In sum, the Incentive Decree has successfully implemented some of the major stakeholders’ concerns raised previously that relate to the feasibility of the renewable projects. This particularly relates to a comprehensive set of incentive measures, a certain degree of protection against the political risks and the introduction of the specific incentive prices for electricity produced during commissioning of the plants.
All said, there is still room for improvement. This, for instance, includes a need to adopt more developed rules to govern certain aspects of the change-in-law procedure, specifically to procedurally regulate the situation in which the Ministry of Mining and Energy (or even the Government) simply fails to approve (impose) the measures remedying the position of the generator in case of the detrimental change in laws.
Also, the statutory penalties imposed to the off-taker for the failure to fulfill its respective obligations under the Incentive Decree (including, notably, to timely enter into PPA with the privileged producer or to provide collaterals under the PPA) are limited to misdemeanors and monetary penalties of relatively minor scale (up to RSD 2 million, i.e. EUR 16,000 approximately), which in most cases could hardly be considered a proportional protection against the off-taker breaches. Nevertheless, further contractual protection to the generator is available under the rules of the PPA itself according to the newly adopted model.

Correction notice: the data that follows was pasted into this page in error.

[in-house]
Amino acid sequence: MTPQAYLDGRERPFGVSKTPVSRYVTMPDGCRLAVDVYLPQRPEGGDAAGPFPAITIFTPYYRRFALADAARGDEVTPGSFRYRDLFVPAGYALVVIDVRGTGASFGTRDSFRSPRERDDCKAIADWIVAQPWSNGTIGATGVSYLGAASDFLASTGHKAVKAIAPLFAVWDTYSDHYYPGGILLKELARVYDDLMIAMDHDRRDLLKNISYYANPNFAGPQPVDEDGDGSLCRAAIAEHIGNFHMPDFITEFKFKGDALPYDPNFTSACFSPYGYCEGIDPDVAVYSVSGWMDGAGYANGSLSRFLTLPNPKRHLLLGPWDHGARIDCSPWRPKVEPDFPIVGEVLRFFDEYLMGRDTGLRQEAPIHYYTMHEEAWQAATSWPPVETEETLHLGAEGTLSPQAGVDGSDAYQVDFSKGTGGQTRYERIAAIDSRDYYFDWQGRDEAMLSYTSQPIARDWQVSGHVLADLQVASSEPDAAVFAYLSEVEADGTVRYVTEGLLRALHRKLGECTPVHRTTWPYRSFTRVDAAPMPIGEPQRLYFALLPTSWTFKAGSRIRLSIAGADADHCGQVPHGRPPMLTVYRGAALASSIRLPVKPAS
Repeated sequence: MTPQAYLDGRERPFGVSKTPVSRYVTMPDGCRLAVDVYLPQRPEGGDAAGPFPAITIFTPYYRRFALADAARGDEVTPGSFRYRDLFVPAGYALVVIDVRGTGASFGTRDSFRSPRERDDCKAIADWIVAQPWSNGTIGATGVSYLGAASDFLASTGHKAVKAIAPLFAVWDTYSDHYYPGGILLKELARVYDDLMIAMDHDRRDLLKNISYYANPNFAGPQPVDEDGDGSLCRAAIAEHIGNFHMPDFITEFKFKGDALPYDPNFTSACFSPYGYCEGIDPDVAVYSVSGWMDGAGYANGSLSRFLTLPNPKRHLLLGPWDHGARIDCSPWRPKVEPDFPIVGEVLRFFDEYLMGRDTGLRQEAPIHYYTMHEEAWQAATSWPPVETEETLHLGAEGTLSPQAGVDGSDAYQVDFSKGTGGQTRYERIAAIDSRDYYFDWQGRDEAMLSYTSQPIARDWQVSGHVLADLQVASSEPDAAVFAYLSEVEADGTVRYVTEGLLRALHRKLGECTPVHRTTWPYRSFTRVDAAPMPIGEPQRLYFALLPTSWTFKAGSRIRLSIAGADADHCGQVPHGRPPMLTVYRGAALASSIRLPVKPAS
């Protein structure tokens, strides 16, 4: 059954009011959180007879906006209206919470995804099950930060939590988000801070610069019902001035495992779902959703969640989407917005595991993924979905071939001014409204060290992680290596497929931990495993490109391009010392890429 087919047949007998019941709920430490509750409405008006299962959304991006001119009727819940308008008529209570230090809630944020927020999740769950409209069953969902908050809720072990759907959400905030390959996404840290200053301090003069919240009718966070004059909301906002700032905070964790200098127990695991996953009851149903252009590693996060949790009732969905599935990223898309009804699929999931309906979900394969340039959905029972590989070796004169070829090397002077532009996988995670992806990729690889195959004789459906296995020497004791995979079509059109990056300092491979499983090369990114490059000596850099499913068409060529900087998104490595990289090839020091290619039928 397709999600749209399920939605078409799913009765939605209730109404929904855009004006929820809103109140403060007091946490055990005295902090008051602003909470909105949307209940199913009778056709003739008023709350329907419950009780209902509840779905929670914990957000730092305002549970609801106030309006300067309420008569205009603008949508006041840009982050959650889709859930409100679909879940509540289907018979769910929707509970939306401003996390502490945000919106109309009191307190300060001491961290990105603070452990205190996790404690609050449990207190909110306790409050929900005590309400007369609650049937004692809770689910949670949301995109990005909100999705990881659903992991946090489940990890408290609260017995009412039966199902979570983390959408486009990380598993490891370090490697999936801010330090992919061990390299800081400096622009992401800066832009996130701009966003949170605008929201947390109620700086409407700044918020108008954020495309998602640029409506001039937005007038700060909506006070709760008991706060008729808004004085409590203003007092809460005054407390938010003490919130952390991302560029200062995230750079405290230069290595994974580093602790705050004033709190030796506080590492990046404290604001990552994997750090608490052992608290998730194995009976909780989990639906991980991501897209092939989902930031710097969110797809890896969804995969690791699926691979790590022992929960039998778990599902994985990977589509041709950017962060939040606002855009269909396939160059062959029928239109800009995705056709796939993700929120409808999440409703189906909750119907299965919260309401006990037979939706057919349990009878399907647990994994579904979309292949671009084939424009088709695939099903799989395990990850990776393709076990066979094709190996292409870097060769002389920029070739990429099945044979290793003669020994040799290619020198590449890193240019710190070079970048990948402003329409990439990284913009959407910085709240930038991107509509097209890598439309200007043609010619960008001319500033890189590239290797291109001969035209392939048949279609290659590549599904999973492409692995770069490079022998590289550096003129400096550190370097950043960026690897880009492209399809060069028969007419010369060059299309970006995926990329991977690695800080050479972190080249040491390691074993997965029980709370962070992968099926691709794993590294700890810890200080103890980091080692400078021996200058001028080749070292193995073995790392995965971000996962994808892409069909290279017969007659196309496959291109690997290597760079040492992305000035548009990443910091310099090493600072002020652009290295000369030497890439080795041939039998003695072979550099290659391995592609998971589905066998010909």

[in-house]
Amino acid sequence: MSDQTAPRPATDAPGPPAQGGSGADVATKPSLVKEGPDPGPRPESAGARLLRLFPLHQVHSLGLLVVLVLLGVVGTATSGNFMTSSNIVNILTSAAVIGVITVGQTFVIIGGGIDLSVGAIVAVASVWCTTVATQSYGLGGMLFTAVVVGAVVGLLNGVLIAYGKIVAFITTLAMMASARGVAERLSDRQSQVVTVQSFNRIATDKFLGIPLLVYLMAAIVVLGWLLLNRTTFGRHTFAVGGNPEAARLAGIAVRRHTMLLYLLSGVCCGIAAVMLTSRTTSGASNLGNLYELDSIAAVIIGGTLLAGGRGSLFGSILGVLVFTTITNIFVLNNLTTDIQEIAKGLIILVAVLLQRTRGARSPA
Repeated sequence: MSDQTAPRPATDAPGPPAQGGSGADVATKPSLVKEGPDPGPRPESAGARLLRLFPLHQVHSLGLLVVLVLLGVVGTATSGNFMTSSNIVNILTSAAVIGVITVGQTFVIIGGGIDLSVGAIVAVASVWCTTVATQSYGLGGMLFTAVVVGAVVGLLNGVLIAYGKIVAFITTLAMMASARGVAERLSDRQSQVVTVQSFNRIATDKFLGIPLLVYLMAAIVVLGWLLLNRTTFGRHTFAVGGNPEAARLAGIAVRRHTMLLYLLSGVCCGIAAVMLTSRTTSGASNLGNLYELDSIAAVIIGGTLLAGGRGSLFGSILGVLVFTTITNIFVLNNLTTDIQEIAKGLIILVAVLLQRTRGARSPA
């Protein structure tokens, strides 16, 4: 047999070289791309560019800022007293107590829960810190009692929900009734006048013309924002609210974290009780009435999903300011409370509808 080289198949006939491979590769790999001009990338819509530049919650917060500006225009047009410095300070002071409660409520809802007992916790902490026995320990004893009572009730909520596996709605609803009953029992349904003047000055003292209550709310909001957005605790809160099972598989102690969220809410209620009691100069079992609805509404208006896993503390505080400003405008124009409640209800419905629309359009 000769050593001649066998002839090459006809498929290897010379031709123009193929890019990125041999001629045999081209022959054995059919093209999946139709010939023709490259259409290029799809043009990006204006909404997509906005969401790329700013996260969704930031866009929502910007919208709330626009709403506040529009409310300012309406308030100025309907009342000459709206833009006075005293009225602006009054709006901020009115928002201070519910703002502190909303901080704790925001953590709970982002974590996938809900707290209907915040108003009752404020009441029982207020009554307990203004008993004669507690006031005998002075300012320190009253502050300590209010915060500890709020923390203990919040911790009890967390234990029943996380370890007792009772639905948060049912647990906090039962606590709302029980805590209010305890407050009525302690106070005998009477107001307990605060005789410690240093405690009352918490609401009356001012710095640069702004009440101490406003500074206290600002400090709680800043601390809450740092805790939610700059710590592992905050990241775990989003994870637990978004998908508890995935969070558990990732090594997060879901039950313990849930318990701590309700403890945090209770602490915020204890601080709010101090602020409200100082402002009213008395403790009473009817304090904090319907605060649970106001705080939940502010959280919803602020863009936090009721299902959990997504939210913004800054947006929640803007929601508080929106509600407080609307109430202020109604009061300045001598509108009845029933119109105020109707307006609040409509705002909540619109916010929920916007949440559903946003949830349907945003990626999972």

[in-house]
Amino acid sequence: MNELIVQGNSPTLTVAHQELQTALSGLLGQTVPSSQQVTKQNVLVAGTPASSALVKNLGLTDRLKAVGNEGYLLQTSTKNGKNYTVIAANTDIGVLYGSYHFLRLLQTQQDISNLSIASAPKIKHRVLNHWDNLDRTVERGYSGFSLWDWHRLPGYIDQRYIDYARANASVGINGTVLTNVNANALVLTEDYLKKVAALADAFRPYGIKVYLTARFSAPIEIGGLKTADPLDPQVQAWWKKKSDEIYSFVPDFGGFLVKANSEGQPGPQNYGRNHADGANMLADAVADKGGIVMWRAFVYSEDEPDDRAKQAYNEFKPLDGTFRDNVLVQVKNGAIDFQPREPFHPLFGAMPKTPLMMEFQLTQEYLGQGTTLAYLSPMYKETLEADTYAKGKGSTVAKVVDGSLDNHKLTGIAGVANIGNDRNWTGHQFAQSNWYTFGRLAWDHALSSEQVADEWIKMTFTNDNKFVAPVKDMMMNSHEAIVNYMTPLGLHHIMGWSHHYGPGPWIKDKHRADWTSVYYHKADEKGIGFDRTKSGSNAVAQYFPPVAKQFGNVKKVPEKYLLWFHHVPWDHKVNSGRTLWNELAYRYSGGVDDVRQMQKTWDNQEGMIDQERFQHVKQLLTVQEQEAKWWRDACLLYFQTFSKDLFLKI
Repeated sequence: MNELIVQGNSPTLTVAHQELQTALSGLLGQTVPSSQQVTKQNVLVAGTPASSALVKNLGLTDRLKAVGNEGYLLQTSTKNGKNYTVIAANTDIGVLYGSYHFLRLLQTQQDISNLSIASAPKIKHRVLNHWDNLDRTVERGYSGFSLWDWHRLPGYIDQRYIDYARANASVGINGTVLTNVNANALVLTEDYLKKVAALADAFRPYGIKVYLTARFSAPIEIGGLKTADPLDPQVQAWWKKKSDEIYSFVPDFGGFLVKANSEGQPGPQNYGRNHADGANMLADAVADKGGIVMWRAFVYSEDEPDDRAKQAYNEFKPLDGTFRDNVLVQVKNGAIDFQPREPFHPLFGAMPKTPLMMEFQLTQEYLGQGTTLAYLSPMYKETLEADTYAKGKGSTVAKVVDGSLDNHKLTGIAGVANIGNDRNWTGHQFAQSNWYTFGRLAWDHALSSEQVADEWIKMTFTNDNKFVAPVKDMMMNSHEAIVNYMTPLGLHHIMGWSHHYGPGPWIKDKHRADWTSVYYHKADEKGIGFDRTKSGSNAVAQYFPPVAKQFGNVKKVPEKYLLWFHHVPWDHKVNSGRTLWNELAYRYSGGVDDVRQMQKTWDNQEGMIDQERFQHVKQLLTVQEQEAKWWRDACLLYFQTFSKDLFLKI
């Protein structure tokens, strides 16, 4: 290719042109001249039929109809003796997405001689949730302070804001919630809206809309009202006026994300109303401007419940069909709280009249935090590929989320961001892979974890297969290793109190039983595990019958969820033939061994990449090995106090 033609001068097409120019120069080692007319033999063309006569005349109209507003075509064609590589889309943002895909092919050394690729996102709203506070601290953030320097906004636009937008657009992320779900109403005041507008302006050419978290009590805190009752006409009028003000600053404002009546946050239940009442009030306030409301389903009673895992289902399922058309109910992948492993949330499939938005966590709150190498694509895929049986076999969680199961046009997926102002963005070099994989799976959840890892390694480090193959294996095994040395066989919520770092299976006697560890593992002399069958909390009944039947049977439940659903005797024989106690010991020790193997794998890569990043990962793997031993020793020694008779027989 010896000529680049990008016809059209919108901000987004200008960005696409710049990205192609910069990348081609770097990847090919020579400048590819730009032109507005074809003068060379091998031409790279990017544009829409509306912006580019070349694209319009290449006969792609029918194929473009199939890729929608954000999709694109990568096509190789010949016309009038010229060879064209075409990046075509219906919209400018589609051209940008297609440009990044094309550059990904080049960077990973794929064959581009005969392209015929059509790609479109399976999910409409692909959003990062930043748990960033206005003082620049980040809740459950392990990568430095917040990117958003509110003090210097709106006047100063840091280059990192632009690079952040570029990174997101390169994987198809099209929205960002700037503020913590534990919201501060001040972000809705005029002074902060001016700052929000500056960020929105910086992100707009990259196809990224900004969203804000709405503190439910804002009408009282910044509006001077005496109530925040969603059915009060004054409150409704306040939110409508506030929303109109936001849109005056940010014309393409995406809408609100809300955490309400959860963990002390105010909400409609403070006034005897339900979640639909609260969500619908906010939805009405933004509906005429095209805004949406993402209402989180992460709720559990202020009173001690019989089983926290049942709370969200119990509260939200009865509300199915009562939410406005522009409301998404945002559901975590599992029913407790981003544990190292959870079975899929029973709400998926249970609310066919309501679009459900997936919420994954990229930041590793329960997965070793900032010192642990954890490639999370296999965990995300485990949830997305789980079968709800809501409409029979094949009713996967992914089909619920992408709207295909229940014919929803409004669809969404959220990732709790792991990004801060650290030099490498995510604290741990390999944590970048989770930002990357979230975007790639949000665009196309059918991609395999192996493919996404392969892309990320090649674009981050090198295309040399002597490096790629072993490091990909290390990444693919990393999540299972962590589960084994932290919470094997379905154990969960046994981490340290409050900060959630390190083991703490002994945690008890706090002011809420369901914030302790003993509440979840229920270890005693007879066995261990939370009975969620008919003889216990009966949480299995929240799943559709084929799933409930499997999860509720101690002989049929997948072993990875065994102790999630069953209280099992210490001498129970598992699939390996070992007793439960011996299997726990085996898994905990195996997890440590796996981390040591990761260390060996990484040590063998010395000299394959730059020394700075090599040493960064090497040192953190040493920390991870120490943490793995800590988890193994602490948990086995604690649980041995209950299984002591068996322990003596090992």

This decree sets out provisions that govern the obtainment, upkeep and cessation of the preliminary privileged power producer status (“4P Status”), the (regular) privileged power producer status (“3P Status”), as well as the newly introduced status of renewable energy producer.
Compared to the previous decree governing this area, the Status Decree now provides for a more comprehensive and somewhat improved set of rules.
This, firstly, relates to the substantively more developed provisions regulating the obtainment of the 4P Status, including, notably, the better alignment with the laws governing construction.
Further, the Status Decree sets out more advanced rules relating to the provision of collaterals by an applicant for the 4P Status, now specifically making dependent the amount of the funds so provided on the planned total installed capacity of the relevant energy facility (which effectively diversifies the pertaining financial burden among the market players, depending on the amount of energy they wish to generate). Also, the rules on returning and collecting the collaterals by the State are now explicit and more developed on the overall.